Are employers creating a lost generation of managers?
For all the benefits of flexible working, a stark question remains unanswered: How will no or little in-office experience affect our young and future managers?
To some, the opportunities to learn through osmosis, either in the office or at work socials, are already dwindling. If left unchecked, it could potentially lead to a lost generation of young managers in knowledge-worker industries, according to Rafael Guper, COO of e-learning provider UJJI. “Younger employees will become managers with little if any real-world experience,” Guper told WorkLife earlier this month.
“It could be genuinely devastating for many businesses, while the impact may take time to filter through,” Guper said. “Critical to most business’ success is ‘work fundamentals,’ or in other words, soft skills.” These things are not learned at school or university but acquired through work experiences, he stressed.
Others agree that the managers of tomorrow need workplace experience. “I don’t think we have realized how much we learn in the presence of other people,” said Tom Goodwin, author of Digital Darwinism and co-founder of New York transformation consultancy All We Have Is Now. “It’s like another dimension of feedback and hard to explain. School or university teach us nothing about how to operate in the world of work.”
Goodwin recalled how at the start of his career, a work email took three hours to compose as he was unsure about the best practice. He only pressed send after consulting senior colleagues. “We’re not prepared to accept how difficult it is to be excellent at our jobs because we need to learn lots of stuff that isn’t told to us,” he added. “Everything, from the skills we need to learn, to a sense of belonging, to a sense of pride, comes across best in a rich three-dimensional work context.”
Beware a talent bubble
Alexia Pedersen, vp of sales in EMEA at O’Reilly, a company that provides business and tech training resources, likened the situation to driving a car: Passing your test doesn’t make you an accomplished driver — that takes years of experience understanding the nuances of different traffic situations. “It’s the same for management,” she said. “While genuinely successful young managers can provide fresh insights, there are clear benefits to having confidence underpinned by experience.”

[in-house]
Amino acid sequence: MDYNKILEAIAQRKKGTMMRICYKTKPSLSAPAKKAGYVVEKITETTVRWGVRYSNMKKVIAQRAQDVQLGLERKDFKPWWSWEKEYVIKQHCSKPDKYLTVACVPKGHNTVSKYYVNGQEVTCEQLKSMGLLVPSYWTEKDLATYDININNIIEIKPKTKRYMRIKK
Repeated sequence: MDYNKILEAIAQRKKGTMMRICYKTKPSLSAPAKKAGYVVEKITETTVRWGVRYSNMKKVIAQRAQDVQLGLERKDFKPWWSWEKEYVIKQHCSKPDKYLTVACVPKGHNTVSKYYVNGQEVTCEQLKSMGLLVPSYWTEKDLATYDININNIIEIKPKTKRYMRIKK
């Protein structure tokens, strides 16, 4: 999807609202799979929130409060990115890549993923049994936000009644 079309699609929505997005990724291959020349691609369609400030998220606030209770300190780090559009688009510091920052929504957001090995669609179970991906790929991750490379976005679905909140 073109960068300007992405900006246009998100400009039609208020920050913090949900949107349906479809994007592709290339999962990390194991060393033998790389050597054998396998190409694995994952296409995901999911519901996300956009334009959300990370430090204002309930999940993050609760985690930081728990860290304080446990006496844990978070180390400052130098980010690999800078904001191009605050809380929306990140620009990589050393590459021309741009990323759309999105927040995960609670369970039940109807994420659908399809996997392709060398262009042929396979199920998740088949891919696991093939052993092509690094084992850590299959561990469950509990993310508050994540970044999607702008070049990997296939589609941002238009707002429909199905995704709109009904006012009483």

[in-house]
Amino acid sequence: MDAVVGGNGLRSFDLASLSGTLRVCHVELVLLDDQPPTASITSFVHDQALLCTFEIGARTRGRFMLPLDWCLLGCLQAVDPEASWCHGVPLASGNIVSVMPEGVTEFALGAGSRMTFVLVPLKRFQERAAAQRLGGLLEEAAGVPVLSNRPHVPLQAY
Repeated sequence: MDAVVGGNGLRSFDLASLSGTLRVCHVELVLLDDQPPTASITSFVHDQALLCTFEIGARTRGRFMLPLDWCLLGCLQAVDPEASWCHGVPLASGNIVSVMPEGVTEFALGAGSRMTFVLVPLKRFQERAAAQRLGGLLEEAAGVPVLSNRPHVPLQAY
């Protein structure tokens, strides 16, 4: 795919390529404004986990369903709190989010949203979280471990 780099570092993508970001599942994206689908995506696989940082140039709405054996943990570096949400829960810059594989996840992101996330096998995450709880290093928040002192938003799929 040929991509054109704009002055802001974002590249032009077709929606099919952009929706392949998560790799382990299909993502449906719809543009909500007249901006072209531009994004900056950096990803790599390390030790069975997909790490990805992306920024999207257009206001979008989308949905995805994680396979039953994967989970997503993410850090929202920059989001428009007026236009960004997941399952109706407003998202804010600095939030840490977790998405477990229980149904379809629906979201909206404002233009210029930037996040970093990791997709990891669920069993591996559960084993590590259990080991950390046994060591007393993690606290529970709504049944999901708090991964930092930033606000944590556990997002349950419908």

New York-based Kris Tait, managing director of digital marketing agency Croud, argued that the job churn stirred up by the Great Resignation is exacerbating and accelerating the problem. Moreover, the talent shortage means employers are taking shortcuts, he observed. “People are being fast-tracked for promotions they’ve not skilled up for,” said Tait. “We are encouraging imposter syndrome and more than likely creating retention issues, but we’re also creating a dangerous talent bubble that will eventually burst.”
Perhaps employers deserve some sympathy. With the war for talent raging and a gloomy economic outlook, investment in developing young workers could be costly with little return. “Because we’re living in an employee-led market, those who are entering the workforce today hold more playing cards than their previous generations,” said Anna Rasmussen, founder and CEO of performance management software company OpenBlend.
She pointed out that these younger employees typically demand more from employers because they can. “As a result, this demographic could become too focused on their own needs and progression rather than those who report to them,” she said.
Rasmussen offered a tip to stop such a worrying scenario from happening. “Creating a culture of performance enablement can help to mitigate this by sending the clear message that the best managers are those who actively care for and take the time to coach their employees,” she added. “These behaviors need to be demonstrated, rewarded, and reinforced.”
Poorly prepared to meet young workers’ needs
It’s on employers, then, to engage younger members and show them the rules of the game while also listening and learning, and being — ultimately — flexible. “The ablest managers will end up in companies that can adapt to the future of work,” said Julio Taylor, CEO of Nottingham-headquartered digital marketing agency Hallam. “Most companies are poorly prepared to meet the needs of younger and future workers, not the other way round.”